“Water Tower Cleanup Attracts Volunteers, Demonstrates Community Resolve and Cooperation”
Thanks to a neatly organized team of community organizers, landowners, government leaders, and community members of all sorts and ages who donated their time on Saturday, August 13, the abused and trashy section of lands marking the southwest edge of Alamosa will see a significant portion of the unsightly dump piles accumulated over decades of neglect cleared out by the sweat and hard work of this small army of volunteers.
The cleanup effort was initiated as part of a USDA Rural Utilities Solid Waste Management Grant to the San Luis Valley Ecosystem Council to address random dumping, waste transfer, and other problems in Alamosa and Saguache counties, with the area chosen as a highly visible place to demonstrate what can be accomplished with community resolve and all parties cooperating.
Billed as the “Adams State” Water Tower Trash Cleanup, the mix of volunteers and experienced equipment operators led by the Ecosystem’s Project Coordinator Kristina Crowder managed to gather up and fill three roll-offs with 7.5 tons of all types of discarded material destined for final disposal at the Regional Landfill west of Monte Vista.
Scattered over some 70 acres extending from the elementary school to the water tower on south Craft, trash included glass, plastics, metal, car parts, construction waste, paper, clothing, styrofoam, wood, rugs, couches, furniture, mattresses and just about any other unwanted item you can think of.
A total of 84 tires were also rounded up and hauled off to the nearby Ace In Your Pocket baling yards free of charge with disposal status recorded by Alamosa County’s Lynnea Rappold, SLV’s Environmental Health Director. A week before the cleanup John Manesiotis and Kyle Williams of WSB eRecyclers scouted the site and picked up 900 pounds of electronics valued at 50 cents per pound and processed at no charge.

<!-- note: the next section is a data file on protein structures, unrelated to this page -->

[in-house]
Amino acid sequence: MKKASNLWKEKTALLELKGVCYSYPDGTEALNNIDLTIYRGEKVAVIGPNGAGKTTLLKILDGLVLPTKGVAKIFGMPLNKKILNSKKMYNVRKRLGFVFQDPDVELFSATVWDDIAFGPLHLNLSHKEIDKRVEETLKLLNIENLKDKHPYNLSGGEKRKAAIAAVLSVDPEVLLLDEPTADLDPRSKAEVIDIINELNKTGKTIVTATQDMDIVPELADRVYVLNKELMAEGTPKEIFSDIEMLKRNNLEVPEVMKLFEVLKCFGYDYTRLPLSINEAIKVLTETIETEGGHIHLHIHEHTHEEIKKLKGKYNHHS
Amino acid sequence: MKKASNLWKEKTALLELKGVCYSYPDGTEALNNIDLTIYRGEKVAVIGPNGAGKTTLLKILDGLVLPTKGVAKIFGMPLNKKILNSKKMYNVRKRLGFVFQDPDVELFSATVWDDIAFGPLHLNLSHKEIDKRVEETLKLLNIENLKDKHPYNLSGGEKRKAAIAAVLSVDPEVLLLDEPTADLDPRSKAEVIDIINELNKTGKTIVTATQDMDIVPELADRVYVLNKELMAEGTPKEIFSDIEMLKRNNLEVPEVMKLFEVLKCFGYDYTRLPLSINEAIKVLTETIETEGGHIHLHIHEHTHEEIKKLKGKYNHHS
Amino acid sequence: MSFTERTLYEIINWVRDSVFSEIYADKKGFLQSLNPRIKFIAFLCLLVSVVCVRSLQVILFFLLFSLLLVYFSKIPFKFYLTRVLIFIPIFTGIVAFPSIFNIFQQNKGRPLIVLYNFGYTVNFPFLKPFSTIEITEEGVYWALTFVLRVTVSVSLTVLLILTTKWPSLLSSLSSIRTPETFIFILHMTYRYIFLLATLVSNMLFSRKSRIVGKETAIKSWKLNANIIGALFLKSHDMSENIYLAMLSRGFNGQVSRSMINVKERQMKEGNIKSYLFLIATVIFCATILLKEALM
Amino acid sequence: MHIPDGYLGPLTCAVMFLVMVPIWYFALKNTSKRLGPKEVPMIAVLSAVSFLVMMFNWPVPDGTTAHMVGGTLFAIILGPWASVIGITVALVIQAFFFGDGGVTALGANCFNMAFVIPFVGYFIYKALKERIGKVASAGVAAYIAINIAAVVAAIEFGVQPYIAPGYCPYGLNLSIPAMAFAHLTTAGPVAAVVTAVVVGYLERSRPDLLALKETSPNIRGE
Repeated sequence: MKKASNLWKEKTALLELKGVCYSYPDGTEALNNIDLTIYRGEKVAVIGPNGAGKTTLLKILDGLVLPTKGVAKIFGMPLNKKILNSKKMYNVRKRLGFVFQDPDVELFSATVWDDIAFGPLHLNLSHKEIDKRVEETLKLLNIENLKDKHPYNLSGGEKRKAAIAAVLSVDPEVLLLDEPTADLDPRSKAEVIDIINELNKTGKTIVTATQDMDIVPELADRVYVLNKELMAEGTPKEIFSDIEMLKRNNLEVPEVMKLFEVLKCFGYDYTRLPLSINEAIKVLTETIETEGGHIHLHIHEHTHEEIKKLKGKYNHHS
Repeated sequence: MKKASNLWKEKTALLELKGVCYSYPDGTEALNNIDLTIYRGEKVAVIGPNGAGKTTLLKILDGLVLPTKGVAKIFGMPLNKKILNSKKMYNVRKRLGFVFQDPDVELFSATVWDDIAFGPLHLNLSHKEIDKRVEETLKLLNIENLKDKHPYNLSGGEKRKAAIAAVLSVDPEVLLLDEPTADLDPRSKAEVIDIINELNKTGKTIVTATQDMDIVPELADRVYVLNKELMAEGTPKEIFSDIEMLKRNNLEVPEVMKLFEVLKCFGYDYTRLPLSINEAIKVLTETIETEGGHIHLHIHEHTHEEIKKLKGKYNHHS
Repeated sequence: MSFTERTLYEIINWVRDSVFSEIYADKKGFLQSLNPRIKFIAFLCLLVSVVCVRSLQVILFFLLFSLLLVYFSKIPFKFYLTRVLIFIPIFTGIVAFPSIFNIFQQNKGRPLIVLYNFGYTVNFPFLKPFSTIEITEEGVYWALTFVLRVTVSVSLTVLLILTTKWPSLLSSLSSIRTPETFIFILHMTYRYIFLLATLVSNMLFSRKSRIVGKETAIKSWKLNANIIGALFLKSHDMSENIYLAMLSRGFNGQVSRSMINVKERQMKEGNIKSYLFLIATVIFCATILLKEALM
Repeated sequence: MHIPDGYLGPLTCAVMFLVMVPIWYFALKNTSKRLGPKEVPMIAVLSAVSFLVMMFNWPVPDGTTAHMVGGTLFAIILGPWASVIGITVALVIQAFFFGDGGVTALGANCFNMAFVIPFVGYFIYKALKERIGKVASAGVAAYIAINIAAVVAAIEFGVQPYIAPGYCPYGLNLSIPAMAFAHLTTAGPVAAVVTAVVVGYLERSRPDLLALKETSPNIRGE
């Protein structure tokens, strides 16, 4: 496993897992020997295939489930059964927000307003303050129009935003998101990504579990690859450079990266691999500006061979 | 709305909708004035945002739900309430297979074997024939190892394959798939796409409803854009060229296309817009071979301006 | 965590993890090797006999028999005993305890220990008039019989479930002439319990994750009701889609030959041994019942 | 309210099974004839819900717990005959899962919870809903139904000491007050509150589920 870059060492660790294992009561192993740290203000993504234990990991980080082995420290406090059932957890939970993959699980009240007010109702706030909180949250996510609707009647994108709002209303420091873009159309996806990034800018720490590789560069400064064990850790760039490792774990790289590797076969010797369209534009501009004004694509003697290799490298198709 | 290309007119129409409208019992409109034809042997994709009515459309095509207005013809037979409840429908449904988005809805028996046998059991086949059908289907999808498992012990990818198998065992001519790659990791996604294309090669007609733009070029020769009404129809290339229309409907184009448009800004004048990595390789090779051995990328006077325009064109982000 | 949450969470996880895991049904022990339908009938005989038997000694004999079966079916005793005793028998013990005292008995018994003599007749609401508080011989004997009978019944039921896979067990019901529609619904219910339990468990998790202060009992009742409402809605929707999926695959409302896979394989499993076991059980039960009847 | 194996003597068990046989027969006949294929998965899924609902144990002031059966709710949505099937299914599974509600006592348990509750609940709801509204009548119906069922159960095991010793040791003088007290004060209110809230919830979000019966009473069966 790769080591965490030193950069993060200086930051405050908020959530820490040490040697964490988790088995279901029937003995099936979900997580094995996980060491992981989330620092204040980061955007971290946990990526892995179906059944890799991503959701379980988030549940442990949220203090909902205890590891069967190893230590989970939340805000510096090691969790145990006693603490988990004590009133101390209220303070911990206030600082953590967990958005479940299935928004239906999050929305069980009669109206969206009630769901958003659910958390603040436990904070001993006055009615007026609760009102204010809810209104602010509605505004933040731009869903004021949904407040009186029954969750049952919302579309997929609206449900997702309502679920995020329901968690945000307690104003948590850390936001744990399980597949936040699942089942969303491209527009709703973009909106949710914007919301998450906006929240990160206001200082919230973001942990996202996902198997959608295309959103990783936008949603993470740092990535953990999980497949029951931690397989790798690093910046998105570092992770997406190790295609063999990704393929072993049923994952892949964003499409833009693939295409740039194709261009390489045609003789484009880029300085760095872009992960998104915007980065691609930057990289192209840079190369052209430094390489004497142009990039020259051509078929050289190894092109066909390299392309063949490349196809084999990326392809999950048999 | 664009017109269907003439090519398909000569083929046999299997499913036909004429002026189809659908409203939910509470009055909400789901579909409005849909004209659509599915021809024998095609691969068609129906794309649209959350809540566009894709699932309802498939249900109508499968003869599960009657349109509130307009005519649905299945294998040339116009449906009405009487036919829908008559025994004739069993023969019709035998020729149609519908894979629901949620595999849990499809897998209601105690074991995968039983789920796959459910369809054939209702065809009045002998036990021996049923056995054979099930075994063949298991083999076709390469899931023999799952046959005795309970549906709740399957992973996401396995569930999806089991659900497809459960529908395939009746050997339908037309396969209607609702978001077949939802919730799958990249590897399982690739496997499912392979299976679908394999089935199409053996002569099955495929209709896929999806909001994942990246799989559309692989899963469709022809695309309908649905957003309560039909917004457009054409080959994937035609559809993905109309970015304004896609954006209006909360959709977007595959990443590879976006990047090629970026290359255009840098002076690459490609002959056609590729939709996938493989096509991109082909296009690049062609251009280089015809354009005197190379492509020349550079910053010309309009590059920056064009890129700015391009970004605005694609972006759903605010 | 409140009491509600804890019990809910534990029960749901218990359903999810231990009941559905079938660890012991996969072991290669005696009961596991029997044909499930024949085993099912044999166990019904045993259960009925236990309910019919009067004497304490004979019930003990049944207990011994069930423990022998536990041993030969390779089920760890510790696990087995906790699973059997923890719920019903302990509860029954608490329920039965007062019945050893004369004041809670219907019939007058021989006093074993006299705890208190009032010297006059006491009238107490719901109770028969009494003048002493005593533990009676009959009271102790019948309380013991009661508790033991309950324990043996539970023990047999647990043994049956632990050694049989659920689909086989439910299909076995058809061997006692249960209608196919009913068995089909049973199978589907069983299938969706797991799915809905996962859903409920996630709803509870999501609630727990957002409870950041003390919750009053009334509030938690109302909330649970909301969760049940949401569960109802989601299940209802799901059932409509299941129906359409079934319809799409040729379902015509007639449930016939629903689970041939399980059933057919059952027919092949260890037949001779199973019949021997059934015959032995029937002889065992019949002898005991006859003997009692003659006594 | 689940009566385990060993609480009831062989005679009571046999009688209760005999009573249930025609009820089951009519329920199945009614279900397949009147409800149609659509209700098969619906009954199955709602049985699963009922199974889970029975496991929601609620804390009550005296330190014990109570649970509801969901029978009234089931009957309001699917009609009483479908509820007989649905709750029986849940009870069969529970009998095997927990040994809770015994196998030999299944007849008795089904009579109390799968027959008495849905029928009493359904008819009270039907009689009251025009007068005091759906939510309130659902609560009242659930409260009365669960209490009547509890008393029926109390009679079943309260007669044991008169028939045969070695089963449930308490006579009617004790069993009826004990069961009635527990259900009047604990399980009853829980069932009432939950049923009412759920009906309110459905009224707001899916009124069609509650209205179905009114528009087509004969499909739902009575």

About 25 persons in all participated, although more would have been appreciated for the extreme size and challenges of the area. Adding youthful energy to the group were Alamosa High School freshman Inez Herrera, Ortega Middle School seventh grader Damian Orozco, and Boy Scout William Krebs. Organizers were delighted to see youth representation at the cleanup in order for them to see first-hand the mess created by uncontrolled disposal behavior, and the educational imperative of leaving a clean and uncluttered environment for future generations.
Ecosystem Director Christine Canaly and Project Developer John Stump thanked the group for their participation, and the roles each person played in making the cleanup a success. The cleanup team also welcomed Ecosystem board members Beth Kinney and Joel Kaufman.
Della Vieira, Alamosa County Health Department Director, expressed safety concerns, particularly in the event any needles were uncovered in the trash. Canaly also thanked the Sheriff’s office for assigning a Deputy to the event.
None of this work could have been done without backhoe equipment and operator time donated to the project, and special recognition was given to Albert Griego of the County Road & Bridge Department, landowner Troy Duran of Dell’s Insurance, and landowner, rancher, and businessman LeRoy Martinez. Also pitching in from Alamosa County was Commissioner Helen Sigmond, and Charlie Griego represented the residents of his ward and the City of Alamosa.
Recognition also followed for Steve and Lisa Atencio; Brian Underwood, whose tent skills proved indispensable; David Topolewski, Conejos District Forest Service; and citizens Margie Clemmer, Gwendolyn Bauer, Lorraine Garcia, Paul Patterson and Dodie Day.
Roll-offs were provided by Alamosa Public Works Department Director, Pat Steenburg, using a “free day” for tipping fees at the landfill. Trinity Lutheran Church supplied table and chairs. Other suppliers making this possible at no cost included WSB eRecyclers; ASU Facilities; Alamosa Parks and Recreation; SLV Public Health; Mondragon’s Portable Toilets; Domino’s Pizza; City Market; and Safeway.
The area will continue to be monitored for dumping activity, and landowner Martinez plans to install signage and erect barriers to keep dumpers out. Residents near the area need to stay vigilant and report any suspicious illegal dumping activity to the Alamosa County Sheriff’s office. Look for vehicle descriptions and license plates. This is a public health risk that all citizens need to be concerned about. Illegal dumping attracts vermin that carry diseases and subject nearby neighborhoods to a greater risk of contact. USDA is an equal opportunity employer.
Before and after the Clean-up.
Volunteers load the front loader. with assorted garbage.
Damian Orozco & Inez Herrera represented the youth demographic.
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